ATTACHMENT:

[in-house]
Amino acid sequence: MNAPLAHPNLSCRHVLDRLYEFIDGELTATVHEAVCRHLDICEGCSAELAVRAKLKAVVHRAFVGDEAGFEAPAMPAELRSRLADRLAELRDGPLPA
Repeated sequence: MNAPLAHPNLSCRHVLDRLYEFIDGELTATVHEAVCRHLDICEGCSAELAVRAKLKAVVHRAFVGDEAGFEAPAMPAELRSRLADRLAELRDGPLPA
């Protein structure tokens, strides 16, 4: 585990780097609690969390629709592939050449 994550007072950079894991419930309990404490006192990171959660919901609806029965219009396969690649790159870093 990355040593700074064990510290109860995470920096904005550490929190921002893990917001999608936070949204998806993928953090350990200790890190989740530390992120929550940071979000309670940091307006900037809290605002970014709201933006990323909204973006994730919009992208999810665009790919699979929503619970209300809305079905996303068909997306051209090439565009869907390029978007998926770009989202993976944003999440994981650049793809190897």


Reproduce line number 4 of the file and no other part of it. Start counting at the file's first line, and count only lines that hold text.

């Protein structure tokens, strides 16, 4: 585990780097609690969390629709592939050449 994550007072950079894991419930309990404490006192990171959660919901609806029965219009396969690649790159870093 990355040593700074064990510290109860995470920096904005550490929190921002893990917001999608936070949204998806993928953090350990200790890190989740530390992120929550940071979000309670940091307006900037809290605002970014709201933006990323909204973006994730919009992208999810665009790919699979929503619970209300809305079905996303068909997306051209090439565009869907390029978007998926770009989202993976944003999440994981650049793809190897």